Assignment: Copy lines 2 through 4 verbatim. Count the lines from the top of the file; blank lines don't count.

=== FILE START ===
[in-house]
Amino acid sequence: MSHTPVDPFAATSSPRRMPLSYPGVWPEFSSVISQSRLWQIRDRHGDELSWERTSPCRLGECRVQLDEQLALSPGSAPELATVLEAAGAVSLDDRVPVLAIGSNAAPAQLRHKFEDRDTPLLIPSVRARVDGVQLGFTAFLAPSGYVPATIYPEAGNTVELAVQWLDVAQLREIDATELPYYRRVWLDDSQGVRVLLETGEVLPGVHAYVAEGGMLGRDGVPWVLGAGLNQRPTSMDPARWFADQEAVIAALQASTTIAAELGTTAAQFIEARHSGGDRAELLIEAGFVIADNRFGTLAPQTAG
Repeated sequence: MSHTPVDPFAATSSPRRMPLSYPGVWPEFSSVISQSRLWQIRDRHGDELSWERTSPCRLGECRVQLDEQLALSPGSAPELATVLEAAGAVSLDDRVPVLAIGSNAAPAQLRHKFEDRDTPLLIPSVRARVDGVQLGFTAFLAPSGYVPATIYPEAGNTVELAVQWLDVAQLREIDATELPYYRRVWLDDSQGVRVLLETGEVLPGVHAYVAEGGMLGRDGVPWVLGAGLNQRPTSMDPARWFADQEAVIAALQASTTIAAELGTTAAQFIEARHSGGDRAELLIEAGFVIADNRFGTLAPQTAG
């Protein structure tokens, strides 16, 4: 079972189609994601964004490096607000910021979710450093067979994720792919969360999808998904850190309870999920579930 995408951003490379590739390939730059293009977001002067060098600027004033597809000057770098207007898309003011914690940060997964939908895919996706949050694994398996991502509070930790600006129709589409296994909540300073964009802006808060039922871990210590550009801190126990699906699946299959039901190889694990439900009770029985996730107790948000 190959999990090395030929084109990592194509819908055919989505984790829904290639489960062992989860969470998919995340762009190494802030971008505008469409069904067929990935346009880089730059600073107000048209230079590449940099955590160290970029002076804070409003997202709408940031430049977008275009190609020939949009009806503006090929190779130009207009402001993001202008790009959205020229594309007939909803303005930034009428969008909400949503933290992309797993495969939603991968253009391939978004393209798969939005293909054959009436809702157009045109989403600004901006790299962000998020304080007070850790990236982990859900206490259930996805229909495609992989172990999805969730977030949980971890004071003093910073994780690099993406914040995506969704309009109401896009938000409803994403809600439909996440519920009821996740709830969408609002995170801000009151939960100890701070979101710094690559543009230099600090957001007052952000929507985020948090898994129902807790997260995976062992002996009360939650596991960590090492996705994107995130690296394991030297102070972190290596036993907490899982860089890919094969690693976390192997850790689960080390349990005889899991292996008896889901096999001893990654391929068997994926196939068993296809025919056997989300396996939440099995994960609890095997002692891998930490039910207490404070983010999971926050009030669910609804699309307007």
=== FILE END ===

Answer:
Amino acid sequence: MSHTPVDPFAATSSPRRMPLSYPGVWPEFSSVISQSRLWQIRDRHGDELSWERTSPCRLGECRVQLDEQLALSPGSAPELATVLEAAGAVSLDDRVPVLAIGSNAAPAQLRHKFEDRDTPLLIPSVRARVDGVQLGFTAFLAPSGYVPATIYPEAGNTVELAVQWLDVAQLREIDATELPYYRRVWLDDSQGVRVLLETGEVLPGVHAYVAEGGMLGRDGVPWVLGAGLNQRPTSMDPARWFADQEAVIAALQASTTIAAELGTTAAQFIEARHSGGDRAELLIEAGFVIADNRFGTLAPQTAG
Repeated sequence: MSHTPVDPFAATSSPRRMPLSYPGVWPEFSSVISQSRLWQIRDRHGDELSWERTSPCRLGECRVQLDEQLALSPGSAPELATVLEAAGAVSLDDRVPVLAIGSNAAPAQLRHKFEDRDTPLLIPSVRARVDGVQLGFTAFLAPSGYVPATIYPEAGNTVELAVQWLDVAQLREIDATELPYYRRVWLDDSQGVRVLLETGEVLPGVHAYVAEGGMLGRDGVPWVLGAGLNQRPTSMDPARWFADQEAVIAALQASTTIAAELGTTAAQFIEARHSGGDRAELLIEAGFVIADNRFGTLAPQTAG
């Protein structure tokens, strides 16, 4: 079972189609994601964004490096607000910021979710450093067979994720792919969360999808998904850190309870999920579930 995408951003490379590739390939730059293009977001002067060098600027004033597809000057770098207007898309003011914690940060997964939908895919996706949050694994398996991502509070930790600006129709589409296994909540300073964009802006808060039922871990210590550009801190126990699906699946299959039901190889694990439900009770029985996730107790948000 190959999990090395030929084109990592194509819908055919989505984790829904290639489960062992989860969470998919995340762009190494802030971008505008469409069904067929990935346009880089730059600073107000048209230079590449940099955590160290970029002076804070409003997202709408940031430049977008275009190609020939949009009806503006090929190779130009207009402001993001202008790009959205020229594309007939909803303005930034009428969008909400949503933290992309797993495969939603991968253009391939978004393209798969939005293909054959009436809702157009045109989403600004901006790299962000998020304080007070850790990236982990859900206490259930996805229909495609992989172990999805969730977030949980971890004071003093910073994780690099993406914040995506969704309009109401896009938000409803994403809600439909996440519920009821996740709830969408609002995170801000009151939960100890701070979101710094690559543009230099600090957001007052952000929507985020948090898994129902807790997260995976062992002996009360939650596991960590090492996705994107995130690296394991030297102070972190290596036993907490899982860089890919094969690693976390192997850790689960080390349990005889899991292996008896889901096999001893990654391929068997994926196939068993296809025919056997989300396996939440099995994960609890095997002692891998930490039910207490404070983010999971926050009030669910609804699309307007």